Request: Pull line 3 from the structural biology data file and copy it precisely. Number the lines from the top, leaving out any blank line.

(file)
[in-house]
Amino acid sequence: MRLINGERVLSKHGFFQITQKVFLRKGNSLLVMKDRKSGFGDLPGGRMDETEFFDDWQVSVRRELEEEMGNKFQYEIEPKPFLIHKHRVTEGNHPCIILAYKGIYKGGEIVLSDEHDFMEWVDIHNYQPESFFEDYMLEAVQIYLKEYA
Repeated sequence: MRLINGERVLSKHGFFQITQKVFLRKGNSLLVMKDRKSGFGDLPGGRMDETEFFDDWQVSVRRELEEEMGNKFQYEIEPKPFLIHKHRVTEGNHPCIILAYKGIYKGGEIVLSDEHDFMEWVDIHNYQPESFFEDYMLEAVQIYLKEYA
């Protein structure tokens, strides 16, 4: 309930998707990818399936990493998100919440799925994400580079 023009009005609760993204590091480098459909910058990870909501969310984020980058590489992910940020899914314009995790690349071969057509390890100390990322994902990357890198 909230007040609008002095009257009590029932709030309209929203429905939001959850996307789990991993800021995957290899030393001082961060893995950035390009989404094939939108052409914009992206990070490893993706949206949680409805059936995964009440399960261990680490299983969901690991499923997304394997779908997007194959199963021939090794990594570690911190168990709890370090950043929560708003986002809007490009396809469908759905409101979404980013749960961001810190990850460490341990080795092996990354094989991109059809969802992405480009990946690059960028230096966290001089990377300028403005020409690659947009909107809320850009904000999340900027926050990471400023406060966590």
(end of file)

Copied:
Repeated sequence: MRLINGERVLSKHGFFQITQKVFLRKGNSLLVMKDRKSGFGDLPGGRMDETEFFDDWQVSVRRELEEEMGNKFQYEIEPKPFLIHKHRVTEGNHPCIILAYKGIYKGGEIVLSDEHDFMEWVDIHNYQPESFFEDYMLEAVQIYLKEYA